Thursday, May 22, 2014

Spring Planting

We went to cemetery last weekend to plant some annuals at the grave of my wife's first husband, Kai's biological father.

We have been doing this with Kai since he was quite young, perhaps since he was four years old. Back then, he never questioned anything. Of course, for a long time, he was not capable of asking questions, but even after he was, he did not seem curious about why we were there.

At that point, we had not yet explained to him his family history, and he did not seem to pick up on any clues about it. He did not question why his grandparents were Caucasian when me and my wife were Asian. And at the cemetery, he did not seem to notice that the last name on the gravestone matched that of his grandparents.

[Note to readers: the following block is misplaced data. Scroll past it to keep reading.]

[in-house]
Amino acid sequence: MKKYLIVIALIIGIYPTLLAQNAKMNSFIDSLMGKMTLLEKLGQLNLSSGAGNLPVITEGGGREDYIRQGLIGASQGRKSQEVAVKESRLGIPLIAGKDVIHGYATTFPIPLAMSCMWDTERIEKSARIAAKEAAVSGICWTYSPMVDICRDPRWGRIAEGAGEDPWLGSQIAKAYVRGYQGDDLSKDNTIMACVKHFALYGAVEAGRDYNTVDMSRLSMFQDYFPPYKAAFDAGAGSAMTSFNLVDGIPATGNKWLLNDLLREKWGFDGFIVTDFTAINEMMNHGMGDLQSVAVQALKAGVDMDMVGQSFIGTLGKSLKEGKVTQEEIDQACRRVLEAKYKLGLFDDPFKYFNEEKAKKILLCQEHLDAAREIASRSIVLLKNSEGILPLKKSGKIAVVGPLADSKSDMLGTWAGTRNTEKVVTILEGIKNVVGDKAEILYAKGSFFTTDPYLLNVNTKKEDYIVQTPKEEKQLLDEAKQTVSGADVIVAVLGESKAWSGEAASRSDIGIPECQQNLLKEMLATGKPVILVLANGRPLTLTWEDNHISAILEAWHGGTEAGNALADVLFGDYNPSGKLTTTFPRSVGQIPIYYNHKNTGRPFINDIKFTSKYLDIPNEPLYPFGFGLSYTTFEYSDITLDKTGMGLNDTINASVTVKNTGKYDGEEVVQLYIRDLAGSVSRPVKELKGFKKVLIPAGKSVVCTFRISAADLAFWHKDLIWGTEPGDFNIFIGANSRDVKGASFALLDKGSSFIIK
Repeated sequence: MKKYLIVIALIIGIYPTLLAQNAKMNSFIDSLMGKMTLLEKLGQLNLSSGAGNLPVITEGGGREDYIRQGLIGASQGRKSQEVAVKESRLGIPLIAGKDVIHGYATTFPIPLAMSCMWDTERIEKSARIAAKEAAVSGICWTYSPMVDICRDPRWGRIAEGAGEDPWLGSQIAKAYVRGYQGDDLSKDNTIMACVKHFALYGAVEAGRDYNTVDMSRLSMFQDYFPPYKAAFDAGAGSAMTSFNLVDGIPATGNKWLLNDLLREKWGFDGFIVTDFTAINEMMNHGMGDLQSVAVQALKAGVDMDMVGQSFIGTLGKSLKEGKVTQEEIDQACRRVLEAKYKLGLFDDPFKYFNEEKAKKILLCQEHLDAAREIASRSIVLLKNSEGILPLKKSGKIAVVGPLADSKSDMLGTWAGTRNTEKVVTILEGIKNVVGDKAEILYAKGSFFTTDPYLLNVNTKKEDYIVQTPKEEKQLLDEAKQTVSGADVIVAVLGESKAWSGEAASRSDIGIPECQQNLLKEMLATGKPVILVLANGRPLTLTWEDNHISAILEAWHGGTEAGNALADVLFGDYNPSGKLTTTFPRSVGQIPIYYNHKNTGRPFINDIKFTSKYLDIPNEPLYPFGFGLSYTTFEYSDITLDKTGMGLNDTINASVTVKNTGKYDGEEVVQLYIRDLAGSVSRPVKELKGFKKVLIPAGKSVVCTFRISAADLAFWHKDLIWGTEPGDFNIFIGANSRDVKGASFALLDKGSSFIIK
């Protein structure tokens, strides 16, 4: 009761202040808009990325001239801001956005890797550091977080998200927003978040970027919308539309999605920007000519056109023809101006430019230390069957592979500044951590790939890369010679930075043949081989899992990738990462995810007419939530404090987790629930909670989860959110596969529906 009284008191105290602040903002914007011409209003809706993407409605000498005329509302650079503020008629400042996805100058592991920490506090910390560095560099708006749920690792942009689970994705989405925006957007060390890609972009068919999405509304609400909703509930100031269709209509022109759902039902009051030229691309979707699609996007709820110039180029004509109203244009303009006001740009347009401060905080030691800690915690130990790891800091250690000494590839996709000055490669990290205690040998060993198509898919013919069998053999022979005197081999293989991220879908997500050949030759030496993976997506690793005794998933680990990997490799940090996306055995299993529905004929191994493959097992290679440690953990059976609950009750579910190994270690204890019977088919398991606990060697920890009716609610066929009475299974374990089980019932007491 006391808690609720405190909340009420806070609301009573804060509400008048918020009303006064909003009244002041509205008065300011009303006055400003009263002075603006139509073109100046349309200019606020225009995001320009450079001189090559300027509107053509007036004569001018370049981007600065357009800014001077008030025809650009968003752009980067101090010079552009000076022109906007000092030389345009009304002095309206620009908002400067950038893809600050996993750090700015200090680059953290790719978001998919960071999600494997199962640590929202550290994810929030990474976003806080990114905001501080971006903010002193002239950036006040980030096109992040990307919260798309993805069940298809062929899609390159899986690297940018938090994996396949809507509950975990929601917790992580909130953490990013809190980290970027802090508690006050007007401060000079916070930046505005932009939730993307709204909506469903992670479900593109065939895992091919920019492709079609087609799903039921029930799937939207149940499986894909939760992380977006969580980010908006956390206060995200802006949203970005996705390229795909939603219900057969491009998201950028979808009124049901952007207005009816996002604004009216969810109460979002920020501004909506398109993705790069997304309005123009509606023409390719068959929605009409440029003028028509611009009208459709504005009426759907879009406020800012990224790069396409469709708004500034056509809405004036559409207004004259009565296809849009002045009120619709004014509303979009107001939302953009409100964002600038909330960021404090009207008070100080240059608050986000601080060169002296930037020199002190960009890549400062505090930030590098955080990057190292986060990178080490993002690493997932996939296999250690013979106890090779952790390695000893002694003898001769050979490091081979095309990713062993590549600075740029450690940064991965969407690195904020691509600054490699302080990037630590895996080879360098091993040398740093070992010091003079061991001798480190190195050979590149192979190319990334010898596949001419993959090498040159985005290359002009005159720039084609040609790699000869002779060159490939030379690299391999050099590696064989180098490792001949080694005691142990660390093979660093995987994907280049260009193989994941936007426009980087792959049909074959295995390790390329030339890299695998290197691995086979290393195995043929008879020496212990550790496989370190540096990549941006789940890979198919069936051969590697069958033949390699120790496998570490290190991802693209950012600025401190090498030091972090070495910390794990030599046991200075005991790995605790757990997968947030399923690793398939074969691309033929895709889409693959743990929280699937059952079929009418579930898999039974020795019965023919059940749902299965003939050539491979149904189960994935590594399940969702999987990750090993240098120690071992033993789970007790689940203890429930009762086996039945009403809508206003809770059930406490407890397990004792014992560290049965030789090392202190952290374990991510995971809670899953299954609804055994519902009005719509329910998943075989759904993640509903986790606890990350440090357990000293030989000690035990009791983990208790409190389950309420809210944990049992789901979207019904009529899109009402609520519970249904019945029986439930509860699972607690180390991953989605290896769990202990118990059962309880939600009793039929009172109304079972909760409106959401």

But he always enjoyed going to there to plant flowers. Any reason to play with dirt was good with him.

In the past few years, though, as we have talked to him about his family, he seems to understand why we go there. And he seems more curious, asking the kind of questions that kids ask, I guess.

"Where is he buried?"

"Who dug the hole?"

"How deep was it?"

And he was very eager to help with the planting. He dug holes, placed the small plants in, and compacted the dirt around them the way I showed him.

And though we did not talk about it, I think my wife was thinking that her late husband would be very happy that Kai was there helping to plant the flowers, and that he was growing up to be a fine boy.


  1. I had never known that people could actually plant flowers on a gravesite. It is a good idea, and I think it eases the pain of the memory of the passed by associating something beautiful with death. It is good that Kai realizes that because people are no longer physically there that they are not necessarily forgotten.

    1. I don't know if planting flowers is allowed at all cemeteries, but it is at this one. I agree that it is good for Kai to experience all this.


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